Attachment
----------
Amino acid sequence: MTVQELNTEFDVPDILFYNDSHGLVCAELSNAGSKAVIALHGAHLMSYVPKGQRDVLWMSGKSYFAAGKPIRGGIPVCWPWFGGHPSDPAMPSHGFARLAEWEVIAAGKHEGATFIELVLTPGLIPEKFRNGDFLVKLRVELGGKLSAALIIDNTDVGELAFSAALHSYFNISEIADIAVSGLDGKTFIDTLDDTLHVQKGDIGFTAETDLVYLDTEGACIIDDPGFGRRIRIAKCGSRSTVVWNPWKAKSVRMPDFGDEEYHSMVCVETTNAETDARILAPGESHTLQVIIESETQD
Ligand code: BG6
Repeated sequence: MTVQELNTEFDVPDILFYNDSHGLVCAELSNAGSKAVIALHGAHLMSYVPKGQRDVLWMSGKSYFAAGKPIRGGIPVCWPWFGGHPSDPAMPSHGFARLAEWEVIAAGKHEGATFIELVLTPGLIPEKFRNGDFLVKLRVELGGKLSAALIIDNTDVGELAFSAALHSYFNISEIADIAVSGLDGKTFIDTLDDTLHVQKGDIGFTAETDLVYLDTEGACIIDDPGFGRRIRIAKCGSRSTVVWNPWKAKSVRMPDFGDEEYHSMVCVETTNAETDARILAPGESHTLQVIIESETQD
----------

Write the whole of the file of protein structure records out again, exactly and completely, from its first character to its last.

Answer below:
Amino acid sequence: MTVQELNTEFDVPDILFYNDSHGLVCAELSNAGSKAVIALHGAHLMSYVPKGQRDVLWMSGKSYFAAGKPIRGGIPVCWPWFGGHPSDPAMPSHGFARLAEWEVIAAGKHEGATFIELVLTPGLIPEKFRNGDFLVKLRVELGGKLSAALIIDNTDVGELAFSAALHSYFNISEIADIAVSGLDGKTFIDTLDDTLHVQKGDIGFTAETDLVYLDTEGACIIDDPGFGRRIRIAKCGSRSTVVWNPWKAKSVRMPDFGDEEYHSMVCVETTNAETDARILAPGESHTLQVIIESETQD
Ligand code: BG6
Repeated sequence: MTVQELNTEFDVPDILFYNDSHGLVCAELSNAGSKAVIALHGAHLMSYVPKGQRDVLWMSGKSYFAAGKPIRGGIPVCWPWFGGHPSDPAMPSHGFARLAEWEVIAAGKHEGATFIELVLTPGLIPEKFRNGDFLVKLRVELGGKLSAALIIDNTDVGELAFSAALHSYFNISEIADIAVSGLDGKTFIDTLDDTLHVQKGDIGFTAETDLVYLDTEGACIIDDPGFGRRIRIAKCGSRSTVVWNPWKAKSVRMPDFGDEEYHSMVCVETTNAETDARILAPGESHTLQVIIESETQD